The Hill: Frustrated business groups push Obama to get tough with India

The Hill: Frustrated business groups push Obama to get tough with India
September 23, 2013
By: Vicki Needham

Business groups are urging President Obama to address widespread patent and intellectual property theft and unfair business practices in India when he meets this week in Washington with Indian Prime Minister Manmohan Singh.

Frustration among the groups has been mounting for months with what they say is India’s deteriorating behavior, which they argue is choking off international investment to the country.

India’s political leaders have been dealing with a falling currency and lower growth in the country’s economy. They have responded with policies requiring private companies to purchase only domestically produced goods, U.S. business leaders complain.

They say the policies are damaging an economic relationship worth $60 billion, and one that should be growing.

The U.S. Chamber of Commerce and the National Association of Manufacturers are among the groups pressing Obama to tell Singh the policies are counterproductive to India.

“They are leaving us scratching our heads because we don’t know what is driving these new policies and to what end they’re pursuing them,” said Mark Elliot, executive vice president of the U.S. Chamber of Commerce’s Global Intellectual Property Center (GIPC), who is a co-chairman of the Alliance for Fair Trade with India.

“This is a very big change in economic course,” Elliot said.

“Not so long ago we were looking at the significant potential of the nation,” he added. “Not anymore.”

The Obama administration has made the U.S. relationship with India a significant priority. Singh and India were honored in 2009 at the first state dinner hosted by Obama.

Obama toasted Singh at the dinner, stating “let our two great nations realize all the triumphs and achievements that await us.”

Agitation about India’s changing policies have been growing over the past 12 to 18 months, however, and wasn’t relieved by recent talks between the Indian government and Secretary of State John Kerry and Vice President Biden.

U.S. business groups argue some of India’s policies violate World Trade Organization (WTO) rules, and that U.S. business has lost confidence in investing in India.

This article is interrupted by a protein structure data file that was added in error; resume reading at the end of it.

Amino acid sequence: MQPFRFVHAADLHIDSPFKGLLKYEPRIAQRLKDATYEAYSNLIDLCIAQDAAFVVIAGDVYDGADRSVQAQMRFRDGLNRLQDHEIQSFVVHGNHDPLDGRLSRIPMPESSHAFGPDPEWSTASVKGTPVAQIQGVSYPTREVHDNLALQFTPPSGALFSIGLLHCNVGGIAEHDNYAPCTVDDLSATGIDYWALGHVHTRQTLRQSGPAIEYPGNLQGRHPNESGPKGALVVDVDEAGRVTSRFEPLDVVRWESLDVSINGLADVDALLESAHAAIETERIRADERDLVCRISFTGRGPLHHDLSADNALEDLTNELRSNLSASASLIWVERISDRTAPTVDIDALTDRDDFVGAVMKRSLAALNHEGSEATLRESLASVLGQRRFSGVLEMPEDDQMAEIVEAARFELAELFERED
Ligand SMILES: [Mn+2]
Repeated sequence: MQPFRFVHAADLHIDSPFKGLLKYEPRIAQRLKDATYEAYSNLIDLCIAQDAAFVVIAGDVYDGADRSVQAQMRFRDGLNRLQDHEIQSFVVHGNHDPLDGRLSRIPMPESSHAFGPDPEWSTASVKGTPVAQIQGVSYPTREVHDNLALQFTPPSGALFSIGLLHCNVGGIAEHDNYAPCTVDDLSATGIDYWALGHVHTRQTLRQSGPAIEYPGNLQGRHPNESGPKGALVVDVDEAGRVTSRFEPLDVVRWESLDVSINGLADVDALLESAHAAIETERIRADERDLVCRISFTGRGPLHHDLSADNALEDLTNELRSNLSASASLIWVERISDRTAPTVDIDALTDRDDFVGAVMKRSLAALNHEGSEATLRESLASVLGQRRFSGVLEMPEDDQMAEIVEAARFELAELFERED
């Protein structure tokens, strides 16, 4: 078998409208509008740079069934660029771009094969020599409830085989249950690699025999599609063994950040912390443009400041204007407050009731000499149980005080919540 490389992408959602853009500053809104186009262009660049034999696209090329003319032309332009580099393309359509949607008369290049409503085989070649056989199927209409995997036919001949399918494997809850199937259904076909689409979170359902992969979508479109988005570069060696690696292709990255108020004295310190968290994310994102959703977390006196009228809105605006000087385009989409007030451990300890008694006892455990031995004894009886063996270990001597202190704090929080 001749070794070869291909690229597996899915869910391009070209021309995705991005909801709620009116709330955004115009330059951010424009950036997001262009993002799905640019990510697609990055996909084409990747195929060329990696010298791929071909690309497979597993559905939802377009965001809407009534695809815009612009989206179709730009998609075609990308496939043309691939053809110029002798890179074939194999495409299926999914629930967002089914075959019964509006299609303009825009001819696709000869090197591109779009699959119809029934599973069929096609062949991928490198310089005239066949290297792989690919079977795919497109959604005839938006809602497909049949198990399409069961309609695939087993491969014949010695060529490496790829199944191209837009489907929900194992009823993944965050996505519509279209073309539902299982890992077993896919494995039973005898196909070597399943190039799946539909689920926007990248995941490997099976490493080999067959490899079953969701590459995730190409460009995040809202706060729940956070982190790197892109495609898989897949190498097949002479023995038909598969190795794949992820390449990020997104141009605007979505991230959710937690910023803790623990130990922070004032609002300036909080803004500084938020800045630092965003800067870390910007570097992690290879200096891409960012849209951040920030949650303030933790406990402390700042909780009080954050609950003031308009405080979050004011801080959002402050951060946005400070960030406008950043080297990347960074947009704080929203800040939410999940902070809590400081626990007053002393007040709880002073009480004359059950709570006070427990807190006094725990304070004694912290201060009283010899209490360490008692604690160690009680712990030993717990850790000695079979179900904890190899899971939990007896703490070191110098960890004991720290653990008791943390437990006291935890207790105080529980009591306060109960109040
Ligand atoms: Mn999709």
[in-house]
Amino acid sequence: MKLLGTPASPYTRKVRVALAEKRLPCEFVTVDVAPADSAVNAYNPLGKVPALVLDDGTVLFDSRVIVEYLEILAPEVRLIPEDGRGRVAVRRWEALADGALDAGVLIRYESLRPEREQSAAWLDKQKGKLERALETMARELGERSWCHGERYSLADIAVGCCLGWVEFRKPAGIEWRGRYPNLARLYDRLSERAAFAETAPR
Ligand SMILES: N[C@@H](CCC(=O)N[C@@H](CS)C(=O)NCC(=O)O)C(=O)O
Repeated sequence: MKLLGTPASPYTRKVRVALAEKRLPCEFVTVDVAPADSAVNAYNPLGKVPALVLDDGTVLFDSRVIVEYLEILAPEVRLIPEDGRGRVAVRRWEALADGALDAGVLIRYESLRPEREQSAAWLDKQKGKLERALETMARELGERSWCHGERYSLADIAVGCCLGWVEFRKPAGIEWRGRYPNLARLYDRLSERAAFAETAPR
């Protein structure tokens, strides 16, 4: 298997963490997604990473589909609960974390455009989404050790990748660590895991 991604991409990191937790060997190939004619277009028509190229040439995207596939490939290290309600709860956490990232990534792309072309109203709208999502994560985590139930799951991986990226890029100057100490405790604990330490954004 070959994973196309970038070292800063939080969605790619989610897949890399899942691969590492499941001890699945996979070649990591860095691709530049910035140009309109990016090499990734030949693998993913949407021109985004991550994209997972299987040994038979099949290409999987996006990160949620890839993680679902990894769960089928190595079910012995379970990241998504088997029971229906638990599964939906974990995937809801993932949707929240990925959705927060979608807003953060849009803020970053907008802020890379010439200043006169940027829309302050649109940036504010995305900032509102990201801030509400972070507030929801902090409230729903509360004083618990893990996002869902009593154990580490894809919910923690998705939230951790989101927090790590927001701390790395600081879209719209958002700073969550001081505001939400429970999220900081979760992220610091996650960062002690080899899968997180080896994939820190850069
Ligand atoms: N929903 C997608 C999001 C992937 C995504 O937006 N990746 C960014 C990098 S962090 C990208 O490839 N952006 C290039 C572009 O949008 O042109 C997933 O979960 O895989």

“This is a critical problem for business,” said Linda Dempsey, NAM’s vice president of international economic affairs and the co-chairwoman of the fair trade alliance.

She said India is sending the signal that the nation of more than 1.2 billion people isn’t open for business.

A top Indian official recently defended her country’s policies last month in an editorial in The Hill.

“Innovation and entrepreneurship have been fostered by vigorous enforcement of trade agreements and patent laws,” wrote Nirupama Rao, India’s ambassador to the United States.

She said her nation’s protection of patents “is considered a model in the developing world. Critics who say otherwise are simply wrong.”

India makes a priority of complying with international treaties such as the Trade Related Aspects of Intellectual Property Rights (TRIPS) agreement of the WTO, she wrote.

But she said that agreement allows developing countries to issue generic version of drugs to deal with health crises.

“International treaties permit countries to make affordable, life-saving drugs available to people most in need at affordable prices,” she wrote. “India has done so in a way that is both legal and sensitive to the principle of patent protection.”

In response, Elliot wrote in a letter arguing that between July 2012 and July 2013, India denied or revoked patents for nearly a dozen lifesaving medications.

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